“Whenever people ask me: ‘Why didn’t you get up when the bus driver asked you?’ I say it felt as though Harriet Tubman’s hands were pushing me down on one shoulder and Sojourner Truth’s hands were pushing me down on the other shoulder. I felt inspired by these women because my teacher taught us about them in so much detail.”

 

Sources:  Wikipedia; BBC News

Rebecca Lee Crumpler

She changed the face of medicine

Rebecca Lee Crumpler

It was being raised by a kind aunt who spent much of her time caring for sick neighbors and her desire to relieve the suffering of others which led Rebecca Lee Crumpler down the a career path that would earn her the distinction of being the first African American woman physician in the United States.   In doing so, she rose to and overcame the challenge which prevented African Americans from pursuing careers in medicine.

Rebecca, a bright girl, attended the West-Newton English and Classical School in Massachusetts, a prestigious private school as a “special student”.  In 1852 she moved to Charleston, Massachusetts where she worked as a nurse.  In 1860, she took a leap of faith and applied to medical school and was accepted into the New England Female Medical College.

The college was founded by Drs. Israel Tisdale Talbot and Samuel Gregory in 1848 and in 1852,  accepted its first class of women, 12 in number.  However, Rebecca proved that their assertions were false when, in 1864, she earned the distinction being the first African American woman to earn an M.D. degree and  the college’s only African American graduate.  The college closed in 1873.

In 1864, a year after her first husband, Wyatt Lee died, Rebecca married her second husband, Arthur Crumpler.   She began a medical practice in Boston.   In 1865, after the Civil War ended, the couple moved to Richmond, Virginia, where she found “the proper field for real missionary work, and one that would present ample opportunities to become acquainted with the diseases of women and children.”  She joined other black physicians caring for freed slaves who would otherwise would not have access to medical care.  She worked with the Freedmen’s Bureau, missionary and community groups in the face of intense racism which many black physicians experienced while working in the postwar South.

Racism, rude behavior and sexism didn’t diminish Rebecca’s zeal and valiant efforts to treat a “very large number of the indigent and others of different classes in a population of over 30,000 colored”.  She declared that “at the close of my services in that city, I returned to my former home, Boston where I entered into the work with renewed vigor, practicing outside, and receiving children in the house for treatment, regardless, in measure, of remuneration.”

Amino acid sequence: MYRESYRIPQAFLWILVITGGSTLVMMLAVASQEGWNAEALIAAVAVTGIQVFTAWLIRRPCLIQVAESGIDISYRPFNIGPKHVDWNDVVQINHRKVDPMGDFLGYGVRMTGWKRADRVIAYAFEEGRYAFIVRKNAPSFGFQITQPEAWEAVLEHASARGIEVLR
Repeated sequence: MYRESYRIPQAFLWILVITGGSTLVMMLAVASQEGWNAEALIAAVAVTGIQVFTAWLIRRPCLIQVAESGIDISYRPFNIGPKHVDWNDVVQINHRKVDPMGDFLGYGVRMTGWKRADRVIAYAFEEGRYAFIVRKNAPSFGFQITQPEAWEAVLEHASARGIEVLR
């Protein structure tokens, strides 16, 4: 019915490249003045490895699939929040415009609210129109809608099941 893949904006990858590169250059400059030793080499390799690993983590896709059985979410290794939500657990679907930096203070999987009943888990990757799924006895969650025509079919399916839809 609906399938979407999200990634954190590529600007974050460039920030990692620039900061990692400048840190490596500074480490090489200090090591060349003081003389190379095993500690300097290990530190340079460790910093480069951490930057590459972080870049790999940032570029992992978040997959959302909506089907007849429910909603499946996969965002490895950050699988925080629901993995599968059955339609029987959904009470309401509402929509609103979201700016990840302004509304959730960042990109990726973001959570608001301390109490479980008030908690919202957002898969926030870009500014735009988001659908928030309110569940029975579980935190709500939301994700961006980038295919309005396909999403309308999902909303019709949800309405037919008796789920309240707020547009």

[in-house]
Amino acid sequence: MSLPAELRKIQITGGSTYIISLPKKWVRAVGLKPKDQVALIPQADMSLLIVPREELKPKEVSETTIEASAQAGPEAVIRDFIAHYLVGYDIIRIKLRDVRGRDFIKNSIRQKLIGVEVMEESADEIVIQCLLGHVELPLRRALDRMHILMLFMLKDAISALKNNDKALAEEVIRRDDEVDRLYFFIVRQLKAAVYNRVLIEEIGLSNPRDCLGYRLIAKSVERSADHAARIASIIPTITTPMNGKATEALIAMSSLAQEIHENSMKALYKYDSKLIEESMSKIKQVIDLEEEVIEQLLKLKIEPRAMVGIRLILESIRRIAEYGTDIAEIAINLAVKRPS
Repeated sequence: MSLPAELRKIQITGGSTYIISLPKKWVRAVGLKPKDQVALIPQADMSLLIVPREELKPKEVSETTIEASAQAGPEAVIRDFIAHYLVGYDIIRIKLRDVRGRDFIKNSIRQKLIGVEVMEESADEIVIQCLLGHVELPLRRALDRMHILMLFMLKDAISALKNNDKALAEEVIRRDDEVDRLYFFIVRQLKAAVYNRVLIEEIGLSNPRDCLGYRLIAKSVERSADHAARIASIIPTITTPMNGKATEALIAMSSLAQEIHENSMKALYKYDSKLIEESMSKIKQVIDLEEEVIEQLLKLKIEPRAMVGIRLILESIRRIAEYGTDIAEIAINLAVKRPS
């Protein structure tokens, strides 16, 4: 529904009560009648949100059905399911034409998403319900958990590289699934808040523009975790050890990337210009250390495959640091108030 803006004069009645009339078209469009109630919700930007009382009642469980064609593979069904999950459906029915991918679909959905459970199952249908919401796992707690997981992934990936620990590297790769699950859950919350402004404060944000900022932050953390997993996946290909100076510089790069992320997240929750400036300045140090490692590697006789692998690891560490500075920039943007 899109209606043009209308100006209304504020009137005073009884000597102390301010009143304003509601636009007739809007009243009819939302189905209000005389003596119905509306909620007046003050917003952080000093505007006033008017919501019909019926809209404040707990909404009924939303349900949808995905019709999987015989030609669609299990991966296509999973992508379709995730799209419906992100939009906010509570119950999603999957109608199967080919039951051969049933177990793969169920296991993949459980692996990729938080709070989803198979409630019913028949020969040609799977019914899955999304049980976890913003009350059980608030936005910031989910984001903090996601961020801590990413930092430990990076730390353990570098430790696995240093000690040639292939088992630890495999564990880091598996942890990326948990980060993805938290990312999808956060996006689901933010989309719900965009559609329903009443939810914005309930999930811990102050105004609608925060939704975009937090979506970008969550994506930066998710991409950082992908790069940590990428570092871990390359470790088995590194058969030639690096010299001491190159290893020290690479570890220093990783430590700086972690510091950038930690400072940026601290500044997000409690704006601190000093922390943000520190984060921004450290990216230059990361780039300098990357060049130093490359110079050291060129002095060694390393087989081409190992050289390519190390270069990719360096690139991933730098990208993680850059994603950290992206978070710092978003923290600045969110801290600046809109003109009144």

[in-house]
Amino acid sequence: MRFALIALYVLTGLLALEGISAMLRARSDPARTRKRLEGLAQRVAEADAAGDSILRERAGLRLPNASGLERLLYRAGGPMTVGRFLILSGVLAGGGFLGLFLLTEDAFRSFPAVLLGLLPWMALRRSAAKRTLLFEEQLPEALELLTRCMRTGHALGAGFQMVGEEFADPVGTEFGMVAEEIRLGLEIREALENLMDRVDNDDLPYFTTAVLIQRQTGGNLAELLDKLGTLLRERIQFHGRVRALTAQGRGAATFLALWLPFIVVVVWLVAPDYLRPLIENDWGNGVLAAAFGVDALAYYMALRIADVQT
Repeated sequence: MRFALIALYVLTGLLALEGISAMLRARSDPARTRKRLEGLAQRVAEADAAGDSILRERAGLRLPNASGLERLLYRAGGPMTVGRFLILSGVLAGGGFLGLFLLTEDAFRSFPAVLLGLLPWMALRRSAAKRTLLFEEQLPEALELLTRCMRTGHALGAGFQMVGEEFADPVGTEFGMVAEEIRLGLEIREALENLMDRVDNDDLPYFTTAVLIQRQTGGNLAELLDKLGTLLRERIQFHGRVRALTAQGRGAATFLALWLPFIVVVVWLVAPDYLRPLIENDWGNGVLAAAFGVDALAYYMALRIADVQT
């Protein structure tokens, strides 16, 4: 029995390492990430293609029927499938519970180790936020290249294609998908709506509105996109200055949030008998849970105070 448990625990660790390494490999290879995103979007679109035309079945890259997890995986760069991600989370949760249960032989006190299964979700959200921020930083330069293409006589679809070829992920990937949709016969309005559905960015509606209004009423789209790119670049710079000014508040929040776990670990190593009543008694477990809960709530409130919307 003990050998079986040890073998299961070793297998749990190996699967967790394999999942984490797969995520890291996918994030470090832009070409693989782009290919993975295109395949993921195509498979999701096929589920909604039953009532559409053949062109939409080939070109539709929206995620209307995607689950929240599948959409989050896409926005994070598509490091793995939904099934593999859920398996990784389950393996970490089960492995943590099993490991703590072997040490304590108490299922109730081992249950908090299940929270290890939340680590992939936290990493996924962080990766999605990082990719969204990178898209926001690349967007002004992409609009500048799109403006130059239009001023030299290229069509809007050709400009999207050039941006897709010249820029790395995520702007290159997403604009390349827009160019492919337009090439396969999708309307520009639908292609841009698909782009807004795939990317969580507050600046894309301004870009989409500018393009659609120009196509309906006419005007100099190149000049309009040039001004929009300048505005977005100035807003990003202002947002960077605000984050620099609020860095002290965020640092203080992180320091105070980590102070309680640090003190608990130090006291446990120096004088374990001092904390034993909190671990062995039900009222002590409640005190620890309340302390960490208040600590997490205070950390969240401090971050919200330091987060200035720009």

The couple lived in a predominantly African American neighborhood in Beacon Hill where she practiced medicine.  In 1880, she and her husband moved to Hyde Park.  It was believed that at that time she was no longer in active practice but she did write a “A Book of Medical Discourses in Two Parts”,  the first medical publication by an African American.  The book consisted of two parts.  The first part focused on “treating the cause, prevention, and cure of infantile bowel complaints, from birth to the close of the teething period, or after the fifth year.” The second section contained “miscellaneous information concerning the life and growth of beings; the beginning of womanhood; also, the cause, prevention, and cure of many of the most distressing complaints of women, and youth of both sexes.”

Rebecca Lee Crumpler died in Hyde Park on March 9, 1895.  Notes to Women wishes to celebrate this brave woman who had the tenacity to pursue a career in medicine, proving that women can change the face of a field which many wanted to bar her from because of color and gender.  Her passion to help alleviate the suffering of others was what led her to take this path.  Her courage and perseverance in the face of racism, sexism paved the way for many, not only African Americans and women but for those who like her, will seek every opportunity to relieve the sufferings of others.

Rebecca Lee Crumpler’s story is a reminder to all of us that we should never let anything or anyone prevent us from pursuing our dreams.

Selfish prudence is too often allowed to come between duty and human life – Rebecca Lee Crumpler

Sources:  Changing the Face of Medicine; PBS

Simón’s Temptation

And he took the path to her house  In the twilight, in the evening, In the black and dark night. – Proverbs 7:8, 9

young_hispanic_man

“Man, you have to be crazy to go over there,” Felipe told Simón.

“Her husband’s out of town.”

“So what?  You shouldn’t be going with her.  She’s trouble.”

“No, she’s not!”

“Amigo, she’s married!  You shouldn’t be getting mixed up with her.”

“You’ve seen her, Felipe.  She’s hot.”

“Yes, and you can get burned.”

“Whatever, Man.  You’re just jealous.”

“I’d rather be a living jealous fool than an dead one.”

Simón looked daggers at him.  “Leave me alone, Man.  It’s my life and I’ll do whatever I want.”

“Suit yourself, Bro.”  Felipe turned and walked away.

After he was done, Simón sat down on the steps, mulling over what his friend had said.  Maybe he was right.  He should know better than to be in this mess because he grew up in the church.  His grandmother would be bitterly disappointed because she raised him to do whatever the Bible taught.  He had been doing pretty well until he met Alisa.

They met at the track opposite his school.  After running a couple of laps, he sat down on the bench to take a breather and to drink some water when she joined him.  She was dressed in a long sleeve tee shirt and spandex leggings.  She looked amazing.  “You looked really good out there,” she said.